PORTLAND, Ore. (KOIN) — The gym in Ogden, Utah is almost entirely empty this Sunday afternoon.
No cheers ring out from the purple bleachers. No one is holding their breath to see if the lone figure on the Weber State Wildcats court will make his next shot.
But no one else matters. Damian Lillard catches the basketball off the shooting machine, raises up, swish.
Another ball hits his hands, he raises up, swish.
Again, and again and again the process repeats itself. When he’s finished he pulls out his phone to fire off a text.
“650 makes. My shoulder hurts.”
Then Wildcats’ assistant coach Phil Beckner smiles when he reads the message on his screen. For weeks, he’d opened the gym for Lillard on Sunday mornings. For weeks, Lillard had been relentless in his pursuit to prove something to Beckner.
“I would call him a 50/50 guy, and it used to really, really piss him off,” Beckner remembers more than a decade later while the Blazers and Nuggets are locked in their first round NBA Playoff series.
“I would say, ‘You work hard 50% of the time then you’re kind of just normal like everyone else the other 50% of the time.”
It was such a small comment — but the implication was too large and hit too close to home for Lillard to let it go.
“The way he broke it down to me, I just felt like he was saying that I wasn’t somebody that was willing to do it all the time even when I didn’t feel like doing it,” said Lillard. “So after that, I was like, ‘If this is what you think is gonna make me a pro or give me a better chance to get to where I want to get to then that’s what I’ll do.’ I was more offended that he thought that of me when he knew who I was.”
Lillard was someone who couldn’t remember a day in his life he didn’t compete. Growing up with a lot of cousins, all living in the same house in Oakland, someone was always taking someone else on.
“Every day I was in some type of competition,” Lillard said of his childhood. “Whether it was a video game or us playing baseball or tag, two-hand touch football in the streets or racing from light pole to light pole or basketball outside on the playground or in the gym — it was always a competition.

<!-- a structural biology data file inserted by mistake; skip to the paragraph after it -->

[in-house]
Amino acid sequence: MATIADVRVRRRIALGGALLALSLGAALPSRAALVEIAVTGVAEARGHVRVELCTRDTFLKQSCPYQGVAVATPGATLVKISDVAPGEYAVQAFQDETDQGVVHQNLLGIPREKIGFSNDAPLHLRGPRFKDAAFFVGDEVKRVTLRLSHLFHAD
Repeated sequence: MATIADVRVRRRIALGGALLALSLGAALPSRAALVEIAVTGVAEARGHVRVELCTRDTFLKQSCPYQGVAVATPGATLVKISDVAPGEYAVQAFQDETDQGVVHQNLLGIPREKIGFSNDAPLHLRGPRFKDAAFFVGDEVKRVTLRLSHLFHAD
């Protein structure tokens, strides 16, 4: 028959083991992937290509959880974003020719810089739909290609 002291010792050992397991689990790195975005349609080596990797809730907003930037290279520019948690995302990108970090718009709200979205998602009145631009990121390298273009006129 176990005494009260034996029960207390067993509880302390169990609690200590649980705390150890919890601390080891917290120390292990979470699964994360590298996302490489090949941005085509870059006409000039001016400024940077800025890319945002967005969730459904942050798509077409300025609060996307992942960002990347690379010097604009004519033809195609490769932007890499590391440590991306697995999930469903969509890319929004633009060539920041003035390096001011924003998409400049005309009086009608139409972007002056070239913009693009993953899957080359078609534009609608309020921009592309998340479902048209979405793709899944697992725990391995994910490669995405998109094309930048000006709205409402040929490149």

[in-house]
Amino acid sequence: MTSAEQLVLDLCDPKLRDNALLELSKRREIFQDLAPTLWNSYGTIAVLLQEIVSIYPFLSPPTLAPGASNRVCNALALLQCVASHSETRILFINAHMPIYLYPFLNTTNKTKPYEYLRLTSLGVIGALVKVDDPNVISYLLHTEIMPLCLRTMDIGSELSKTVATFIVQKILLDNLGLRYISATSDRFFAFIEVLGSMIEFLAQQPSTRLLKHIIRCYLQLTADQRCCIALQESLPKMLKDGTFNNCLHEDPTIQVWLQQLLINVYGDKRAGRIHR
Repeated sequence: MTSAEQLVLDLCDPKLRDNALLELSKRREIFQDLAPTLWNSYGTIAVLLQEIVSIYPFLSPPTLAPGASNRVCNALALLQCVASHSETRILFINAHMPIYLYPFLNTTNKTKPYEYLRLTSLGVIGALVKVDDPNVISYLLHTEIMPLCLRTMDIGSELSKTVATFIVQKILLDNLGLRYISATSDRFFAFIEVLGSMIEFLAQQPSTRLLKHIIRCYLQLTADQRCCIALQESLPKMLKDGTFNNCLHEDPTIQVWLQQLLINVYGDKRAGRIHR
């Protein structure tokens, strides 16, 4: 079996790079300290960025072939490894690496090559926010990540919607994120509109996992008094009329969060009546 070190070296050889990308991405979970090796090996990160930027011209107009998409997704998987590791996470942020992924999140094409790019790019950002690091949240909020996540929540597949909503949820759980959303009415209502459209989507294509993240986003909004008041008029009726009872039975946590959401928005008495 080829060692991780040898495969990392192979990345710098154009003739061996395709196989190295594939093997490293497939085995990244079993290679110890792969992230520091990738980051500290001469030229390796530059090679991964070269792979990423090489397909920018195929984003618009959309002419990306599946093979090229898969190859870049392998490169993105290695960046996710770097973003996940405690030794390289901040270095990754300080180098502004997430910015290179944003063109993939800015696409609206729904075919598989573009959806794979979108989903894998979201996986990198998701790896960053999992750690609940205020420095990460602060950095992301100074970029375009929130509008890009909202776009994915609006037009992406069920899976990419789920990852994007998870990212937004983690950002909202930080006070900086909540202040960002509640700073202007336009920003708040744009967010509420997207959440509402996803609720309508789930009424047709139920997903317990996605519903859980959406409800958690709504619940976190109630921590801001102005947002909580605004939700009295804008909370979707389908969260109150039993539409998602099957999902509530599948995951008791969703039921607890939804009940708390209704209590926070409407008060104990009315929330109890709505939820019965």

“Even though I was younger than everybody, that was what I was in every day. I was in the mix with that every single day.”
So Beckner telling Lillard he wasn’t willing to work hard enough or compete consistently enough to make it to the NBA pushed a button.
“When he said that I was like, ‘Man, I’ve experienced much worse things than having to work out every day and push myself training every day,'” Lillard said. “I’ve been involved in some crazy stuff and in some embarrassing stuff; getting clowned in front of people, where somebody’s roasting you and you gotta say something back.”
It wasn’t just words, either. If there were fights at the local recreation center, they brought out the gloves.
“They had gloves at the rec center to where you had to box,” Lillard explained. “If you had somebody you had an issue with, instead of them letting us fall out and families get involved it was like, ‘Alright y’all gotta box and then let it go.'”
So when Beckner made that comment about Lillard’s work ethic, the athlete told him that’s just not the way he was raised.
“Whether you felt like competing or playing today, even if a fight breaks out, you just don’t know what you’re going to be in the middle of — and that was my upbringing.”
Over the 37 days following Beckner’s first comment, Lillard was on a mission.
“I was just like, alright if I gotta work out every day then I’ll work out every day.”
First was the team workout. Then, he’d work out with Beckner. Then, he’d shoot extra on his own. And on the days the first two weren’t available, Lillard still couldn’t be kept out of the gym.
“He would want to go and shoot on Sundays,” Beckner, who still trains Lillard and other NBA players, recalled. “I told him I’m not going to waste my time, I’m not going to go up on a Sunday because you don’t want it that bad and he goes, ‘Alright, you gotta open the gym for me.'”
So Beckner did — for weeks in a row.
“That dude would shoot on the shooting machine,” Beckner remembers a decade later with a laugh in his voice. “I’d kind of hide and peek to see if he’d really do it or not and for about five Sundays in a row, I would text him and I would just say, ‘How’d it go?'”
The first text came in.
The next week, another text.
And finally, that last text.
“650 makes. My shoulder hurts.“
Beckner told him the next day, “Hey you’re not a 50/50 guy anymore. You need to take a day off.”
In his nine years in the NBA, “Dame Time” has become synonymous with moments when the game is on the line. Fans, coaches, opposing players and Lillard himself know it’s something as reliable as time itself.
But the thing about time is its consistency. It doesn’t just show up because you check your watch.
It keeps ticking.
When no one is looking, when there’s no buzzer that has people holding their breath, when it’s just a young player in an empty gym determined to prove he has what it takes — it keeps ticking.
“I take pride in still being present,” said Lillard. “And still being there for the fight and working my way to come out on top of whatever the situation is.”